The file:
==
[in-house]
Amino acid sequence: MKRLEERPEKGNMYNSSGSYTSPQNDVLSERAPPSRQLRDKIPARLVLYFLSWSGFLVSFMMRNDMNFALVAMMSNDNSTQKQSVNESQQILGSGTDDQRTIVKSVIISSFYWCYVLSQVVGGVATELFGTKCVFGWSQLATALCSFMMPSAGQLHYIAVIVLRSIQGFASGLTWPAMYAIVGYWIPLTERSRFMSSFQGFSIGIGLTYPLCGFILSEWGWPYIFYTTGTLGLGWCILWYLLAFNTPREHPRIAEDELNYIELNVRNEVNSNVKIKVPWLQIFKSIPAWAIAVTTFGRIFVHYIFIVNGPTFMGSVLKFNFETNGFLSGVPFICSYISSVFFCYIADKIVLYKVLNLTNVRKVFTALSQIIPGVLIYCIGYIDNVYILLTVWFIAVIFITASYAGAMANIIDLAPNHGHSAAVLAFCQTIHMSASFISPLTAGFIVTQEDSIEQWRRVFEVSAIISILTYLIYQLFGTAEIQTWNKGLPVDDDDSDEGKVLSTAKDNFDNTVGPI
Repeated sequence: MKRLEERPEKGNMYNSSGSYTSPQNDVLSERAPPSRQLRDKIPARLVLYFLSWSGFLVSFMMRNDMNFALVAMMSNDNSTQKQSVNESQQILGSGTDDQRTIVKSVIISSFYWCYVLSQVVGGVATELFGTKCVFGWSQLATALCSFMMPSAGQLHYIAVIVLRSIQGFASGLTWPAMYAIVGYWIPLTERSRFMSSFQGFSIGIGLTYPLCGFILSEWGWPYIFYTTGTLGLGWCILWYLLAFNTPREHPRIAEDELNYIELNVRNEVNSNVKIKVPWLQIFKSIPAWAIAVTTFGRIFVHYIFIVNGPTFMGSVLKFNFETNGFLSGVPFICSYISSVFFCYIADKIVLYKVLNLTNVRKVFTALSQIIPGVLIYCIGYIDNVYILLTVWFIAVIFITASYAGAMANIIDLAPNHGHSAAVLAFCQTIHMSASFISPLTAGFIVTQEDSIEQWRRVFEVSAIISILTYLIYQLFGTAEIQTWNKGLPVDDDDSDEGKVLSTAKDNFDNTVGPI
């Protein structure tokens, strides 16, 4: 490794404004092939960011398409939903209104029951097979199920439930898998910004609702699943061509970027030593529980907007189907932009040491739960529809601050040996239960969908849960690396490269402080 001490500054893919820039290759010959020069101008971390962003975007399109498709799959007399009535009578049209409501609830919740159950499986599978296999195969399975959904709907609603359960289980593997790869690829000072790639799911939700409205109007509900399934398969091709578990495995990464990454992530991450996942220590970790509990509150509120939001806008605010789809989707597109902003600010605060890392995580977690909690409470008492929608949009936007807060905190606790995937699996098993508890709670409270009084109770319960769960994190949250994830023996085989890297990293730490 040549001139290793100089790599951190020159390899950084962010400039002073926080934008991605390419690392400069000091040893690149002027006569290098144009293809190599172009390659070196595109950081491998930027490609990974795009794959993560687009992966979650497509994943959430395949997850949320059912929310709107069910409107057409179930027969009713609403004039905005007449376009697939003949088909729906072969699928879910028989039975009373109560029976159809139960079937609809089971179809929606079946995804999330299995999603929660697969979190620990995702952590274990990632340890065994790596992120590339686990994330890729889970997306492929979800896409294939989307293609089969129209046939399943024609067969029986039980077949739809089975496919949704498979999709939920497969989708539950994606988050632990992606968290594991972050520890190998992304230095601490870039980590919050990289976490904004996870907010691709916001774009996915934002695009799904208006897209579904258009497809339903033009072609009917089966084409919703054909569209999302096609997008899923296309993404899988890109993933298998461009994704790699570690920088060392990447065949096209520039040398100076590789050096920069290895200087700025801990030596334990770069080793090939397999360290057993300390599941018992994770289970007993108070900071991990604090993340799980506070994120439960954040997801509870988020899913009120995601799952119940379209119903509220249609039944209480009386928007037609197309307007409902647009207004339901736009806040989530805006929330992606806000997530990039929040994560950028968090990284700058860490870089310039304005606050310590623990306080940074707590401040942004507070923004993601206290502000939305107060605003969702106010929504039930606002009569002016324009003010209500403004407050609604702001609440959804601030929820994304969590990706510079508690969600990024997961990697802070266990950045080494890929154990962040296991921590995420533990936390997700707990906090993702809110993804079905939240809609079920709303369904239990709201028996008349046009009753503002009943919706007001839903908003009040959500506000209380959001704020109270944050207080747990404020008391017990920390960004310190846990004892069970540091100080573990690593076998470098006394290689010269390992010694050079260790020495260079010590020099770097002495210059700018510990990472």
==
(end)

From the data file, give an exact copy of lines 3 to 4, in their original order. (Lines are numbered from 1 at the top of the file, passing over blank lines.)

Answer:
Repeated sequence: MKRLEERPEKGNMYNSSGSYTSPQNDVLSERAPPSRQLRDKIPARLVLYFLSWSGFLVSFMMRNDMNFALVAMMSNDNSTQKQSVNESQQILGSGTDDQRTIVKSVIISSFYWCYVLSQVVGGVATELFGTKCVFGWSQLATALCSFMMPSAGQLHYIAVIVLRSIQGFASGLTWPAMYAIVGYWIPLTERSRFMSSFQGFSIGIGLTYPLCGFILSEWGWPYIFYTTGTLGLGWCILWYLLAFNTPREHPRIAEDELNYIELNVRNEVNSNVKIKVPWLQIFKSIPAWAIAVTTFGRIFVHYIFIVNGPTFMGSVLKFNFETNGFLSGVPFICSYISSVFFCYIADKIVLYKVLNLTNVRKVFTALSQIIPGVLIYCIGYIDNVYILLTVWFIAVIFITASYAGAMANIIDLAPNHGHSAAVLAFCQTIHMSASFISPLTAGFIVTQEDSIEQWRRVFEVSAIISILTYLIYQLFGTAEIQTWNKGLPVDDDDSDEGKVLSTAKDNFDNTVGPI
């Protein structure tokens, strides 16, 4: 490794404004092939960011398409939903209104029951097979199920439930898998910004609702699943061509970027030593529980907007189907932009040491739960529809601050040996239960969908849960690396490269402080 001490500054893919820039290759010959020069101008971390962003975007399109498709799959007399009535009578049209409501609830919740159950499986599978296999195969399975959904709907609603359960289980593997790869690829000072790639799911939700409205109007509900399934398969091709578990495995990464990454992530991450996942220590970790509990509150509120939001806008605010789809989707597109902003600010605060890392995580977690909690409470008492929608949009936007807060905190606790995937699996098993508890709670409270009084109770319960769960994190949250994830023996085989890297990293730490 040549001139290793100089790599951190020159390899950084962010400039002073926080934008991605390419690392400069000091040893690149002027006569290098144009293809190599172009390659070196595109950081491998930027490609990974795009794959993560687009992966979650497509994943959430395949997850949320059912929310709107069910409107057409179930027969009713609403004039905005007449376009697939003949088909729906072969699928879910028989039975009373109560029976159809139960079937609809089971179809929606079946995804999330299995999603929660697969979190620990995702952590274990990632340890065994790596992120590339686990994330890729889970997306492929979800896409294939989307293609089969129209046939399943024609067969029986039980077949739809089975496919949704498979999709939920497969989708539950994606988050632990992606968290594991972050520890190998992304230095601490870039980590919050990289976490904004996870907010691709916001774009996915934002695009799904208006897209579904258009497809339903033009072609009917089966084409919703054909569209999302096609997008899923296309993404899988890109993933298998461009994704790699570690920088060392990447065949096209520039040398100076590789050096920069290895200087700025801990030596334990770069080793090939397999360290057993300390599941018992994770289970007993108070900071991990604090993340799980506070994120439960954040997801509870988020899913009120995601799952119940379209119903509220249609039944209480009386928007037609197309307007409902647009207004339901736009806040989530805006929330992606806000997530990039929040994560950028968090990284700058860490870089310039304005606050310590623990306080940074707590401040942004507070923004993601206290502000939305107060605003969702106010929504039930606002009569002016324009003010209500403004407050609604702001609440959804601030929820994304969590990706510079508690969600990024997961990697802070266990950045080494890929154990962040296991921590995420533990936390997700707990906090993702809110993804079905939240809609079920709303369904239990709201028996008349046009009753503002009943919706007001839903908003009040959500506000209380959001704020109270944050207080747990404020008391017990920390960004310190846990004892069970540091100080573990690593076998470098006394290689010269390992010694050079260790020495260079010590020099770097002495210059700018510990990472």